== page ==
The fastest growing, and by far the largest media channel in 2017 isn’t mobile or social, it’s electrical media. Worth more than a whopping $500bn in 2017, electrical media is killing non-electrical media, thanks to growth in desktop, tablet, mobile, social, native, TV, radio and digital outdoor media around the world.
Electrical media is both very easy to define and entirely unhelpful.
To bundle together such disparate techniques with such very different meaning and strategies is beyond senseless, yet we routinely do this when it comes to how we treat digital media. When headlines are made as large global brands pull media spend on digital with no immediate and clear effect, the industry flaps about in a panic suggesting 'digital doesn’t work'. What silliness. Electricity is a transformative element, it’s wonderful for lighting, brilliant for powering kettles, driving motors, making aluminum, yet it’s a terrible way to power a plane (currently) and it’s a fairly unpleasant thing to try eat (not that I’ve tried.) A few hundred years into its utilization, we’re only now sufficiently experienced and adept with electricity to know when it’s useful and unhelpful and to never criticize the technology, but only our application of it.
When we think of digital only as an ad unit or media channel, we misunderstand everything about it. We take something profoundly transformative and stick it in the most constraining of vehicles - the past. 'Digital' (and boy do I hate referring to it as a noun) isn’t a thing, it’s a new way of thinking and a new canvas to work with; a new series of consumer behaviors, expectations, hopes, ambitions and possibilities. It is absolutely not, and will never be, a media channel. And if it ever was, then quite soon it will become, rather like electricity, ostensibly the only media channel that exists. It’s at its very narrowest a pipe to convey a wide variety of information (immediately and in both directions) but more usefully it’s an entirely new philosophy to think about.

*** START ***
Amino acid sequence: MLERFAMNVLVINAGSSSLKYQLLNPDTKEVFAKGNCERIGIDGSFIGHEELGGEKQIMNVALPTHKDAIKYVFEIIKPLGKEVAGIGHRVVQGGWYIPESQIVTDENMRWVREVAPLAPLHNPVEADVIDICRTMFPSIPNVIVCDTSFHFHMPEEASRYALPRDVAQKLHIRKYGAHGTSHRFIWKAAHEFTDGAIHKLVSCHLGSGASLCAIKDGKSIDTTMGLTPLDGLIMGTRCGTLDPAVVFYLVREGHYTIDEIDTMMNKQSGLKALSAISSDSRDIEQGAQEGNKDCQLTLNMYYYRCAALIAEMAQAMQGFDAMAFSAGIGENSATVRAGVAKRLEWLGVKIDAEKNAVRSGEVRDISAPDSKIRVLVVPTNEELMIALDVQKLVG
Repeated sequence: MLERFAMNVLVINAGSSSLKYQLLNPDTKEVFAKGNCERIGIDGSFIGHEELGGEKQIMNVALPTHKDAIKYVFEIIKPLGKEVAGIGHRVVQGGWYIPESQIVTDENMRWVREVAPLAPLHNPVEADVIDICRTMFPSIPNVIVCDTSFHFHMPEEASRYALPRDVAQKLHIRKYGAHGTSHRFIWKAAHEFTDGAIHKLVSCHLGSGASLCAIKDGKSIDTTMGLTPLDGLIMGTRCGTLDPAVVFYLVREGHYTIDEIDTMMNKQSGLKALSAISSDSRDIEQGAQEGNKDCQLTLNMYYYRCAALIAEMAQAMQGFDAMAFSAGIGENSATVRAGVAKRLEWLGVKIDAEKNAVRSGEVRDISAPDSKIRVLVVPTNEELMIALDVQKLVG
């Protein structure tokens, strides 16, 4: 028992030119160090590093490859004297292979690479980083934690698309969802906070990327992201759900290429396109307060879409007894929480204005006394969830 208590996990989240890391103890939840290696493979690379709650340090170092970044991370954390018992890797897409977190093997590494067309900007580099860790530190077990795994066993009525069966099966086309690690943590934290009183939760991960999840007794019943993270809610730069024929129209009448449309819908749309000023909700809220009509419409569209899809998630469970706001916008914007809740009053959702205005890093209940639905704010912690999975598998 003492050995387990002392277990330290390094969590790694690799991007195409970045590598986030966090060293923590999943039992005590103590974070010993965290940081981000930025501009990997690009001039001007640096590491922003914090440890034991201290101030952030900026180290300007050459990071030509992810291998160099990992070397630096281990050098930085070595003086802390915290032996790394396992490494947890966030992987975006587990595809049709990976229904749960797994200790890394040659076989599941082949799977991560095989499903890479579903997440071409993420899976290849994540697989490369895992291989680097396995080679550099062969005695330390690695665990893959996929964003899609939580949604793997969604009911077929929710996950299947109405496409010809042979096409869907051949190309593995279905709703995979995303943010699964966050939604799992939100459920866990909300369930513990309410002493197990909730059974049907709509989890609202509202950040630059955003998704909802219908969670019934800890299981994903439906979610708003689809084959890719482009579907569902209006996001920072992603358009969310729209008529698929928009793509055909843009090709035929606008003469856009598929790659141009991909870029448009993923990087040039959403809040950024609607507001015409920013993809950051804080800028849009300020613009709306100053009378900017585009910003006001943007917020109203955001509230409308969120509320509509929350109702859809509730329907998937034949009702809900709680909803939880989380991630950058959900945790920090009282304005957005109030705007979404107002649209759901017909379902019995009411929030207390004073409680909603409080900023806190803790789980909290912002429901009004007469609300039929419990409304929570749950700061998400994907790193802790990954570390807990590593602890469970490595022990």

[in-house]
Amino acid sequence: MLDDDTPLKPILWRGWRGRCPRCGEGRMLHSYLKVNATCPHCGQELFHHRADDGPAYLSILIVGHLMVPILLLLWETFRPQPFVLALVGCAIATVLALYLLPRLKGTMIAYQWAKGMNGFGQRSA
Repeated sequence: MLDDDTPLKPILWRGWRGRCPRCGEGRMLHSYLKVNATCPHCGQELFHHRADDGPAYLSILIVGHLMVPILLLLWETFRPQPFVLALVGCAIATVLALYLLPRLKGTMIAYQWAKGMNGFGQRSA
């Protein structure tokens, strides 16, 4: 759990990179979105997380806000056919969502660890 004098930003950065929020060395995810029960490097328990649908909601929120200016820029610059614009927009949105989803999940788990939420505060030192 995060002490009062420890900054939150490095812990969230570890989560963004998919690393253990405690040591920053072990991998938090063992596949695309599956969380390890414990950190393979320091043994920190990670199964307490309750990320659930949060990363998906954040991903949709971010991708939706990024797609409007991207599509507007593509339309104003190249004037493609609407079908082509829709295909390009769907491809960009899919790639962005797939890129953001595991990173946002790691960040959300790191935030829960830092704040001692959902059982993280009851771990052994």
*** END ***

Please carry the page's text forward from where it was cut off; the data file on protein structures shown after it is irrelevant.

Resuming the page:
So far collectively, we’ve pretty much got everything entirely wrong about the new digital possibilities. I had planned to talk about the great things we can do, but both parts are so full that I might look at the latter in my next piece, for this month we merely get the depressing way we’ve not understood it yet.
A failure to work around the possibilities
Generally speaking, the primary screens in our lives have got smaller and quieter and our unit of attention shorter. From the proliferation of cinema in the 1800s, to a move to TV in the 1950s, to desktops in the 1990s, to laptops, then the mobile phone today, the main canvas in our lives has become far far smaller. Because of this, the way we’ve made ad units for these screens has been entirely based on making what we’ve made before, but shorter, smaller and sometimes without sound. We see tens of billions of dollars spent in AdTech research and development each year, but evidently we’ve failed to create a single new ad unit. We spend it entirely on measurement and targeting, but not the thing we hope stimulates the audience - the creative. It’s categorically insane. I don’t mean to be so negative and I promise next month I will focus on the incredible things we can do.
We’ve got distracted with measurement and data